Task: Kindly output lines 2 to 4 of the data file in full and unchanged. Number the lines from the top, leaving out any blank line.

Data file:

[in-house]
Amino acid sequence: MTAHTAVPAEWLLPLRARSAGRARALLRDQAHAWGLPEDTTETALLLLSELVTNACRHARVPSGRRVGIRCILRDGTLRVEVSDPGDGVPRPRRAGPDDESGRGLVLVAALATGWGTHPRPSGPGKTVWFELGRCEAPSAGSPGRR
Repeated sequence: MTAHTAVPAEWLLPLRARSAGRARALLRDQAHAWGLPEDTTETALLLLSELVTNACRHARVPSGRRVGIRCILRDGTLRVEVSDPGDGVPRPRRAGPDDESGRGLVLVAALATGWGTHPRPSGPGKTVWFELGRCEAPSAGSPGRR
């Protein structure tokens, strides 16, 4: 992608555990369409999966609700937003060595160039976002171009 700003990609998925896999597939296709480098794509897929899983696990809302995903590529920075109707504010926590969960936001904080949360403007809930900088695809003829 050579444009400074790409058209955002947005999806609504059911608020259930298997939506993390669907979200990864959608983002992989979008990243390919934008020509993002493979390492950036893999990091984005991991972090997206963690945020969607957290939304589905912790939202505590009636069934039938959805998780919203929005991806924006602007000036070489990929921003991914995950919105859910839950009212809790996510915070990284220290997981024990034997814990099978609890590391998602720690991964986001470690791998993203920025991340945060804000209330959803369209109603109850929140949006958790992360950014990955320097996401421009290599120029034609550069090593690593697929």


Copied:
Amino acid sequence: MTAHTAVPAEWLLPLRARSAGRARALLRDQAHAWGLPEDTTETALLLLSELVTNACRHARVPSGRRVGIRCILRDGTLRVEVSDPGDGVPRPRRAGPDDESGRGLVLVAALATGWGTHPRPSGPGKTVWFELGRCEAPSAGSPGRR
Repeated sequence: MTAHTAVPAEWLLPLRARSAGRARALLRDQAHAWGLPEDTTETALLLLSELVTNACRHARVPSGRRVGIRCILRDGTLRVEVSDPGDGVPRPRRAGPDDESGRGLVLVAALATGWGTHPRPSGPGKTVWFELGRCEAPSAGSPGRR
């Protein structure tokens, strides 16, 4: 992608555990369409999966609700937003060595160039976002171009 700003990609998925896999597939296709480098794509897929899983696990809302995903590529920075109707504010926590969960936001904080949360403007809930900088695809003829 050579444009400074790409058209955002947005999806609504059911608020259930298997939506993390669907979200990864959608983002992989979008990243390919934008020509993002493979390492950036893999990091984005991991972090997206963690945020969607957290939304589905912790939202505590009636069934039938959805998780919203929005991806924006602007000036070489990929921003991914995950919105859910839950009212809790996510915070990284220290997981024990034997814990099978609890590391998602720690991964986001470690791998993203920025991340945060804000209330959803369209109603109850929140949006958790992360950014990955320097996401421009290599120029034609550069090593690593697929």